Submitted by megan on Sun, 01/11/2009 - 11:01
On some avenue in Chicago, probably N Milwaulkee, CT looked down at me and said, "You've got a thing, did you know? You don't like to be on my right side. Even if you end up on my right side, you switch over to my left as soon as you can. No matter what."
I did not know.
Or rather, I did not know I was still doing it, 10 months later.
On one of our early walks, Eric dropped behind me and popped up on my other side, my right side. I did a quick twist towards him, raised my eyebrows.
He explained that he was monocular, having lost sight in his right eye a few years ago. Having someone on his right side, while not a huge issue, was just not that comfortable, forcing him to turn his head almost completely to make eye contact.
I took that quite seriously. Partially, it just seemed polite, what I'd do for anyone. Partially though, I wanted to stand out for him as someone thoughtful and nice. Not completely altruistic, you could say, but the result was the same. Seemed an easy thing to do to make someone you liked a helluva lot more comfortable.
Even so, at first I'd forget. After a block or two, one or the other of us, usually me, would start, drop back, and pop up on the other side, grinning.
After a while, I almost never forgot. It just felt natural to have a solid presence on my right side.
A little while after that, no matter who I was walking with, if the usual presence were an absence, I'd feel a wee frisson. Not quite anxiety, but on that continuum. A little rock of salt in your boot, not hurting, but making you shake your foot to shift it somewhere less poky.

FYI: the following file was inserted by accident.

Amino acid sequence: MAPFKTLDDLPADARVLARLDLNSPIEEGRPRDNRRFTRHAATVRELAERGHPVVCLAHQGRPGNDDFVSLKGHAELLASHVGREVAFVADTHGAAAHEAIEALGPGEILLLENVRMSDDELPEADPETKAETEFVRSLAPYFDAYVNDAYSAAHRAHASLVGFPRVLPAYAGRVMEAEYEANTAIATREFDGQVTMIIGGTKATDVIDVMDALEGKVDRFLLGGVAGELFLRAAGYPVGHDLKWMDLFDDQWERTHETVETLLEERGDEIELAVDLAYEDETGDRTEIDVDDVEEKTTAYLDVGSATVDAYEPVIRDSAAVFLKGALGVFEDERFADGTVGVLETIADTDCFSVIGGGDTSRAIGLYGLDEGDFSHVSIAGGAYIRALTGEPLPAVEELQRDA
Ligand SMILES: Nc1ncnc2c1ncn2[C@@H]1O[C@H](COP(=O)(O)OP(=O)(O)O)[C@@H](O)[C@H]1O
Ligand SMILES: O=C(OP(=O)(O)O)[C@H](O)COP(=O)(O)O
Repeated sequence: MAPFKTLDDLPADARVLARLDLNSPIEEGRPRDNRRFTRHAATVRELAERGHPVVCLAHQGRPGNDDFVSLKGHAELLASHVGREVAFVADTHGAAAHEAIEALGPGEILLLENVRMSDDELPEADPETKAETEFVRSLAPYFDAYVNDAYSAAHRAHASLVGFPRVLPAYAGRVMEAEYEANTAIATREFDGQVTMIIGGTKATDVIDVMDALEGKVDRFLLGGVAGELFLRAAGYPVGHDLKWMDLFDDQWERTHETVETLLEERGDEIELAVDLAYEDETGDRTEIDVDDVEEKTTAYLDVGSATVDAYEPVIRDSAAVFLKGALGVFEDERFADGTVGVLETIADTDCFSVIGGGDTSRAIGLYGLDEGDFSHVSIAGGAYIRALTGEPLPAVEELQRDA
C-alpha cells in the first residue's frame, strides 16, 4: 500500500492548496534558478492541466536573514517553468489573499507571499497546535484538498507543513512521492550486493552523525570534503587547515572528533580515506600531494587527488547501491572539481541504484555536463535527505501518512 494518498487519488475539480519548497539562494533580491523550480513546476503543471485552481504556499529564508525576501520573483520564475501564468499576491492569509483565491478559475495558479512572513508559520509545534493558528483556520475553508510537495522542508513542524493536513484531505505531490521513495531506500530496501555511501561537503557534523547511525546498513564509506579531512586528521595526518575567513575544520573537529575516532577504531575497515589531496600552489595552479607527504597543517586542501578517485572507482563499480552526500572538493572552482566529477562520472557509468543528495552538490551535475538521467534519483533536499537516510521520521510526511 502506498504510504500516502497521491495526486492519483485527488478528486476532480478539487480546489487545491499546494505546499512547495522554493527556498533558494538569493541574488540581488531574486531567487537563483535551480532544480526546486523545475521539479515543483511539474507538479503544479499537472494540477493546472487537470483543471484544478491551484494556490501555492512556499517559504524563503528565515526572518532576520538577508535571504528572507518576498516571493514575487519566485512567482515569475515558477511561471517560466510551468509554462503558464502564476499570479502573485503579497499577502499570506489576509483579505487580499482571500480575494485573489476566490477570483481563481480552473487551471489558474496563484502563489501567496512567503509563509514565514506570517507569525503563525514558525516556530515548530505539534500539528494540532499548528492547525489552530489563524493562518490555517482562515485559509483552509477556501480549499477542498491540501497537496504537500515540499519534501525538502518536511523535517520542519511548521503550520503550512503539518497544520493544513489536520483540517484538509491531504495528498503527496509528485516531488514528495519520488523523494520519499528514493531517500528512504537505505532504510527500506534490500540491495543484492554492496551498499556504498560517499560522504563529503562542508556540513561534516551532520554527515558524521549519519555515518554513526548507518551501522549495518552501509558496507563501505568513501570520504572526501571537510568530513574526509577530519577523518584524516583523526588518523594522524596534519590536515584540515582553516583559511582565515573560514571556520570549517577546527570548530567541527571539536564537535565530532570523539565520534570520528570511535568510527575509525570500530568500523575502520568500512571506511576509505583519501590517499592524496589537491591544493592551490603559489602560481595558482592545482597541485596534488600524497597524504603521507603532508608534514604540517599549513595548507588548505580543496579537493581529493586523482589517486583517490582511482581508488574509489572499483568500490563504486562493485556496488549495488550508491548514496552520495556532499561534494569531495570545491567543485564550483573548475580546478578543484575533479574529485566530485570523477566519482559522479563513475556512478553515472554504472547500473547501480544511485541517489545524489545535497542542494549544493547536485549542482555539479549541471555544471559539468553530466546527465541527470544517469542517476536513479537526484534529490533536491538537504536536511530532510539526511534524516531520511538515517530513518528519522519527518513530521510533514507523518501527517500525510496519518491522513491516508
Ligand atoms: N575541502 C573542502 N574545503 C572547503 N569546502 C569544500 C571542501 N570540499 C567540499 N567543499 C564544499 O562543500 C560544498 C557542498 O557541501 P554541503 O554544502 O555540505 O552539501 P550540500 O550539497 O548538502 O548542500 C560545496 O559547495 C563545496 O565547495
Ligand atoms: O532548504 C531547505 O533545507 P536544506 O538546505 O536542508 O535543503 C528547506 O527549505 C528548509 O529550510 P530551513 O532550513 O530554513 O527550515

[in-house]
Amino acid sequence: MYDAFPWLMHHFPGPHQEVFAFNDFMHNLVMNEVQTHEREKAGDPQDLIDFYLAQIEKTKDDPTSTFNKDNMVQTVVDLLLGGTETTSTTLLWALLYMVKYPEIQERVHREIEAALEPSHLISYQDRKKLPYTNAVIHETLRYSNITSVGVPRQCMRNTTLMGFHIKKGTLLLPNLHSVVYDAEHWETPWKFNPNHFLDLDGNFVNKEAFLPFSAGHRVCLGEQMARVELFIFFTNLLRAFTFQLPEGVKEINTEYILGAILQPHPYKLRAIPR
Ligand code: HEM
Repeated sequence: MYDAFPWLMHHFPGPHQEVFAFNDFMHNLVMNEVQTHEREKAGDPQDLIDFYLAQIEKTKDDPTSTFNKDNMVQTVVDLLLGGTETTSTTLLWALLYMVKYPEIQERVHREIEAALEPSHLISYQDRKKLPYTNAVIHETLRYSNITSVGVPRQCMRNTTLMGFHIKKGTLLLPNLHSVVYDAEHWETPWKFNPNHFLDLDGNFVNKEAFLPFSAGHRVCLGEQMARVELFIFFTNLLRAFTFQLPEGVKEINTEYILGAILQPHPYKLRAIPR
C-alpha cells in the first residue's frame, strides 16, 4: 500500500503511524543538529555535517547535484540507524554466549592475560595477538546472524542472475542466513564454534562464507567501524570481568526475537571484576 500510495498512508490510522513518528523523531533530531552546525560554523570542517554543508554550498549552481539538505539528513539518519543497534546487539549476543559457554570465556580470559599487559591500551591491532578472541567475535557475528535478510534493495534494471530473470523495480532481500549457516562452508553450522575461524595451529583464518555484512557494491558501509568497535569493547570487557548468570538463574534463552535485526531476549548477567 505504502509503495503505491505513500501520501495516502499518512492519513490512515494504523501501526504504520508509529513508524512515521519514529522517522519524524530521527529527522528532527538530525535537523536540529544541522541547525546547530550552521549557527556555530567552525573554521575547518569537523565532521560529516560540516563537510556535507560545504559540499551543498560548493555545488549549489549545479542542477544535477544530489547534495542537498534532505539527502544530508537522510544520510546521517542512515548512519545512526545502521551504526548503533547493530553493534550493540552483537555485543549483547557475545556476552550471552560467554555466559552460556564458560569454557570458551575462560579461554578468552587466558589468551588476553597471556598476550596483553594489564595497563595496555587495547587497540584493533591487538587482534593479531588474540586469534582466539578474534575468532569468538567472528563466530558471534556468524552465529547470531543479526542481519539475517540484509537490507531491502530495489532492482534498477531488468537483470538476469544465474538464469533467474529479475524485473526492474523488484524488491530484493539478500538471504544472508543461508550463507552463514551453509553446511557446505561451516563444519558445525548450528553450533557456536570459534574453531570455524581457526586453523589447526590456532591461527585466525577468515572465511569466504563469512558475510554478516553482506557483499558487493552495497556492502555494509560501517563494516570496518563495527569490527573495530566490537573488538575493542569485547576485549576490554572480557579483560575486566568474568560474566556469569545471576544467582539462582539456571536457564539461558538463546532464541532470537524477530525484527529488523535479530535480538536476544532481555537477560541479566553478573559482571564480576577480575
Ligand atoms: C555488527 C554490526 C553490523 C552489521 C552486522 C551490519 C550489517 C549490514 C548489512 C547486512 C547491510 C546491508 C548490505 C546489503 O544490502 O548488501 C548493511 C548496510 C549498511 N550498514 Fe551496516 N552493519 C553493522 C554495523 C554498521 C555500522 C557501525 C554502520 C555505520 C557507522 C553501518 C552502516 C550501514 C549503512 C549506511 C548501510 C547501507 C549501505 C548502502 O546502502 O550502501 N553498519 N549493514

The closer the person was to Eric's height, the more pronounced the absence, the more jagged the rock, the more quickly I switched.
Eric and I stopped walking together pretty abruptly, but I kept on with the habit. Not that I was was trying to keep on with anything else: it's just that I'd long stopped noticing the pokes. There was just one smooth unnoticeable cascade of feelings and reactions that lead from frisson to flipping sides, which had created its own indelible string of neurons snaking through my subconscious.
I had a rare trip to the Hartman's yesterday, in that I didn't run into anyone I knew, or even recognize, till I was nearly done. I came swooping around the corner to head back to the olive bar, and nearly literally ran into Eric.
We were both almost done. I just had a few things, but stayed behind him in line anyway, forgoing the express lane to chat and catch up.
I'd say it was lovely, but it wasn't even that, really - it was just normal. Or rather, it was the kind of lovely you get from running into someone you don't much hang with but is always a pleasure to see. How's school, your loan came in?, yeah, the diagram on the interac machine is totally stupid, sandwiches are for boys, i know!
We paid for our stuff, left, both quite weighed down and slow on the greasy shifty-snow sidewalks. What are you up to tonight? oh, you know, visiting with the kgrf, midnight!, really. And we got on to the topic of his glasses, which made me think about his eyes, which reminded me.
I was on the wrong side.
My first thought was to switch, but seeing as how the sidewalks were narrow and slightly treacherous, seeing as how we were both laden like pack horses, seeing as how we hadn't much further to go, I just left it. I didn't need to be extra special triple nice anymore. He'd be okay, I was pretty sure, he wasn't going to die.
But my habit? Finally, it had. Just faded away, without me noticing.